Wednesday, October 1, 2008

Rami: Response to Mike's 9/29 Post

I love this teaching of Jesus, and I too think it is central to the lives of “kingdom people” though, as an American I wish we could find a better term than “kingdom” to refer to those striving to live God’s vision of a just and compassionate world. How about "the vision of God" rather than the "kingdom of God," and “vision people” rather than "kingdom people"?

And you are right to cite Leviticus 19:2 and Numbers 30:2. We should, given the nature of this dialogue, also mention the third commandment against taking God’s name in vain (Exodus 20:7) and the ninth commandment against swearing false witness against one’s neighbor (Exodus 20:16). It is clear, I think, that biblical Judaism has no problem with swearing oaths if done so with integrity. But by the time of Jesus an anti-oath movement was well under way.

Here is a passage from the Book of Enoch written by a contemporary of Philo some decades before Matthew: “I promise you, my children, that I will not swear by a single oath; neither by heaven nor by earth, nor by anything else made by God. God said, ‘There is no swearing in me, nor injustice, but truth.’ If there is no truth in men, let them swear by a word—Yea, yea, or Nay, nay.” (49: 1-2)

Enoch seems to understand “yea, yea” and “nay, nay” as oaths, as do the rabbis in the Talmud (Shavuot 36a). Jesus’ brother James may be trying to explain Jesus’ teaching in light of the rabbinic notion that “yea yea” and “nay nay” are also oaths when he says, “But above all my brethren, do not swear, either by heaven or by earth or with any oath. But let your “Yes” be “Yes,” and your “No” be “No” (James 5: 10-14). In this rendering of the teaching the double “yes” and “no” are not formulae as in the rabbis’ thinking but simply a way of saying, “Say what you mean, and do what you say.” If this is what Jesus meant then there is no conflict with the rabbis of his day.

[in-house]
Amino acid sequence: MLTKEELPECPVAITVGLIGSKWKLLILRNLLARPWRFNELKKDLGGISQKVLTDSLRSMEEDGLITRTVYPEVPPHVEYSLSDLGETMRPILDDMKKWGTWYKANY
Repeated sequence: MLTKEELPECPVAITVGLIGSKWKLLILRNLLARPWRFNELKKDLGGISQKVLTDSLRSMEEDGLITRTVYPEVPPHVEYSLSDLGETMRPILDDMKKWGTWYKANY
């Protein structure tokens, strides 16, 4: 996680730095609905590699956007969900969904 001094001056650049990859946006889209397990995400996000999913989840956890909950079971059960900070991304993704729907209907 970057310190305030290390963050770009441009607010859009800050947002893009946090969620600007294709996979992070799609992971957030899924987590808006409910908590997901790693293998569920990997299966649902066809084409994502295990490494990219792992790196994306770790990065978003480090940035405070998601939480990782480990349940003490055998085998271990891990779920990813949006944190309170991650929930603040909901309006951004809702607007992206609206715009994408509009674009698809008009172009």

Philo also argues against taking oaths, “That being who is the most beautiful, and the most beneficial to human life, and suitable to rational nature, swears not, because truth on every point is so innate within him that his bare word is accounted an oath,” (On the Decalogue 17, M. 2).

In Ecclesiasticus (the Wisdom of Ben Sirach) we find something similar, “Accustom not your mouth to swearing. Neither habituate yourself to using the name of the Holy One,” (23: 9-11). The Essenes, too, protested against the taking of oaths, claiming that their word was stronger than any oath, and arguing that swearing an oath was worse than perjury (Josephus, Jewish Wars, 2. 8, 6-7).

Given all of this we can see that Jesus’ position was not unique to him, and that he is simply taking sides in an ongoing Jewish debate on swearing oaths. But why this is so important? It could be that people were using the oaths and invoking the Name of God in support of lies, and Philo, Sirach, the Essenes, Jesus, and James are calling people to a higher level of integrity and honesty. This is important, but somewhat prosaic.

Looking for something more challenging, we should note that in Jesus’ day swearing an oath of fidelity to Caesar was a major concern. Josephus in his Antiquities (15:368, and 17:42) tells of two cases when the Jews refused to take oaths to Rome. The first was a combined effort of both Pharisaic schools and the Essenes who refused to swear a loyalty oath to Herod. The second was a general Pharisaic refusal to swear an oath of loyalty to Caesar. Rome responded with uncharacteristic restraint, fining the offenders rather than killing them.

Maybe Jesus is using the oath issue with Rome in mind, making his teaching yet another act of nonviolent resistance to Roman occupation. By refusing to take oaths one essentially denies the absolutist claims of the object of the oath, in this case Caesar. When Quakers refuse to pledge allegiance to the flag of the United States they are resisting the temptation of many patriots to equate God and country. Since to most Romans Caesar was God, not taking oaths was a way of affirming political atheism.

The question for me is, How does this translate into living the “vision of God” today? Certainly being honest and avoiding spin is part of it, but there must be something more. I wonder if our money, with the phrase “In God We Trust” printed on it is a kind of idol, and that participating in the American economic system is a betrayal of the vision of God? I really don’t know, but I would love to hear from you on this.

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